Dave Eggers’ books are always a wild ride – a little strange, a little whimsical, and always oddly familiar. Your Fathers, Where Are They? And The Prophets, Do They Live Forever? is all of the above – with the added bonus of the longest title I think I’ve ever seen on a novel. The wildest and best thing about it is that it’s written entirely in dialogue: no tags, no “he said, she said,” no description, no exposition other than what the characters say to each other. And it’s so masterfully done that I was 75 pages into the book before I figured it out.
But back to that wickedly long title, which I’m sure gave more than one cover designer a heart attack. What do you do with all those words on a cover?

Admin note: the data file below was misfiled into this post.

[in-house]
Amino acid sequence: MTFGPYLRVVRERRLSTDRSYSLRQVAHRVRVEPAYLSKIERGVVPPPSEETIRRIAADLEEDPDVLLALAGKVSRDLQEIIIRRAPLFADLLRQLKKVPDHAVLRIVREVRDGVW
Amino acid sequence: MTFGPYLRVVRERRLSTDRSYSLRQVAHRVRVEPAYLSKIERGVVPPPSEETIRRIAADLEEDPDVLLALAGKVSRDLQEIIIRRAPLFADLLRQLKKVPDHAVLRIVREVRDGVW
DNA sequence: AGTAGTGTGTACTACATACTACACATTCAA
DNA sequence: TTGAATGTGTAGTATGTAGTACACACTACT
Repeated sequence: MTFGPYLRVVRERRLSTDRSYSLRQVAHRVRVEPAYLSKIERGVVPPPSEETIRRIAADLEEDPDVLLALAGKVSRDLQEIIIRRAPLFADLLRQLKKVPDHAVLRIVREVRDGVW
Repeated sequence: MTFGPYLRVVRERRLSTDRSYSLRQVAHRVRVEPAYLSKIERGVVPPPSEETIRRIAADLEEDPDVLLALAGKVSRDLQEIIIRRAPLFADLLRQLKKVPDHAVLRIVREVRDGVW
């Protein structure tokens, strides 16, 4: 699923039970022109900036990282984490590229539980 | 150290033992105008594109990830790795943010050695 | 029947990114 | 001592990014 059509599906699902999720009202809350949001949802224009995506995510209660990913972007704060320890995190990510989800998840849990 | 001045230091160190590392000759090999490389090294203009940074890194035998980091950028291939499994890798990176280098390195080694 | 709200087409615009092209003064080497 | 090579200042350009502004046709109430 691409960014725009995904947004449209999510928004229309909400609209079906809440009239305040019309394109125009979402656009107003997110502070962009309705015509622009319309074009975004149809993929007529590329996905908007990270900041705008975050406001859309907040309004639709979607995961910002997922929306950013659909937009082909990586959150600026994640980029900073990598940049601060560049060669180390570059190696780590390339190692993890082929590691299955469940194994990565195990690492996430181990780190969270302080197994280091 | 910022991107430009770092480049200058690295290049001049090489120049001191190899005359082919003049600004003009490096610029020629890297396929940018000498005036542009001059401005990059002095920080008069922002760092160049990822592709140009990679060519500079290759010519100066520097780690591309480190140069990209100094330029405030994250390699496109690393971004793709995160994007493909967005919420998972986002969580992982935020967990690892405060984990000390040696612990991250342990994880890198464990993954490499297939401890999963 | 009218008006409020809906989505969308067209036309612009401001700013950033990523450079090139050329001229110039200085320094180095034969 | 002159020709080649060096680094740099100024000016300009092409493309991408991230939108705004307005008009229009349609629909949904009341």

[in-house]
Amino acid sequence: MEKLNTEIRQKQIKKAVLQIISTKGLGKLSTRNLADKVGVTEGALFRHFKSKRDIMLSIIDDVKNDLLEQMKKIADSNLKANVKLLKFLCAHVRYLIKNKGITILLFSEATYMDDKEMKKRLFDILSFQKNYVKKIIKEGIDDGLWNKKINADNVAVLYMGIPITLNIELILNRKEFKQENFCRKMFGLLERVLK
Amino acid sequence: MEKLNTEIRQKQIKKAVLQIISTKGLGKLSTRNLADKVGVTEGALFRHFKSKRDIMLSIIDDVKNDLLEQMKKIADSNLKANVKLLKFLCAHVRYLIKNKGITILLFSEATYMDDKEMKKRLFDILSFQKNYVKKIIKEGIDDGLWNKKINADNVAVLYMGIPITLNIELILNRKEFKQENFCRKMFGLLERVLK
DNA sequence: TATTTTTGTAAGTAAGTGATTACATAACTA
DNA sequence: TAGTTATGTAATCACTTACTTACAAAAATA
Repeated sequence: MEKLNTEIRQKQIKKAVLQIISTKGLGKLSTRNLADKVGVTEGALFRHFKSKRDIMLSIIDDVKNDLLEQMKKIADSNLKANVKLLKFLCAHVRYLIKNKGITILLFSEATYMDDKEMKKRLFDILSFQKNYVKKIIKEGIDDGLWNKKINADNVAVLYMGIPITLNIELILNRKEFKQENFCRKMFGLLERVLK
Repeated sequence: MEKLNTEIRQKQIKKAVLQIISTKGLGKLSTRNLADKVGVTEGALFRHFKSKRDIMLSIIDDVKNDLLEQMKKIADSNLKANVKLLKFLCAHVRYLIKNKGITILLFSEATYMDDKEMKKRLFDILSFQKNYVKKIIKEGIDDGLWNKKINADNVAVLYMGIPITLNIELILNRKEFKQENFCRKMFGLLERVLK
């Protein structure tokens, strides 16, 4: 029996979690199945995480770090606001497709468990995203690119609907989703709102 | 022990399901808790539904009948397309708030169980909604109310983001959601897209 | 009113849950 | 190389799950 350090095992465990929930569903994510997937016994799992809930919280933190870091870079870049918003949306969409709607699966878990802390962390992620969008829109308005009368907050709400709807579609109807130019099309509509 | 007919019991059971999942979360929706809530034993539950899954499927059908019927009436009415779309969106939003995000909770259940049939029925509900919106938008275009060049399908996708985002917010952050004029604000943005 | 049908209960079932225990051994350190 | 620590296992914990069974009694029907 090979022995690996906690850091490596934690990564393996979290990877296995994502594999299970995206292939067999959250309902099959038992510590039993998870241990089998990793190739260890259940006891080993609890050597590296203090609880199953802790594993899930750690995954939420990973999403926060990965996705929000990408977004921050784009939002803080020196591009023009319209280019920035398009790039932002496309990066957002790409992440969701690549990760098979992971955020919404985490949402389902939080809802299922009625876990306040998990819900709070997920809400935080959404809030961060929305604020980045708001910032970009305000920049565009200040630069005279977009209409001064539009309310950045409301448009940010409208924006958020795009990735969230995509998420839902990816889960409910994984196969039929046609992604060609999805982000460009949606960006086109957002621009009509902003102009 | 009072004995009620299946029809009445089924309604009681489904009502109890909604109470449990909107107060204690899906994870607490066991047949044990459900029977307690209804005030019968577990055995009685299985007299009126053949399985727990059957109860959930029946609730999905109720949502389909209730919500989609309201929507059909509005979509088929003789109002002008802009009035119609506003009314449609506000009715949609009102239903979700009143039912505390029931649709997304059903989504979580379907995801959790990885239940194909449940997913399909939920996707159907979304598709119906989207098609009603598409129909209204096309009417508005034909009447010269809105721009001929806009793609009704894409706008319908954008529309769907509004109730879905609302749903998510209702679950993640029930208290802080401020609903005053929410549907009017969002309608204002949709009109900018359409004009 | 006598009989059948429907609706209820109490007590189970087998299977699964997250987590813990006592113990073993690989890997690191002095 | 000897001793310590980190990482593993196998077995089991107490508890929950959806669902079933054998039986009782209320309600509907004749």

Answer: keep things clean and simple.
Textually, the book makes the most of the covers by pumping up the key words and hoping the reader will follow along. Which actually works nicely. So nicely, in fact, that the foreign editions capitalise on the same technique.
(Left, German edition; right, Dutch edition.)
Surprisingly, and as you can kind of tell, the weirdly long title actually translates pretty cleanly.
And while this clean cover works well with such a long title, my favourite edition – the Italian -steps things up a notch and makes room for a larger image.
How about you? I can’t think of any absurdly long-titled books off the top of my head – but maybe a couple spring to mind. Feel free to share any others in the comments!
Cover to Cover is a weekly feature appearing every Wednesday. You can browse through past posts here.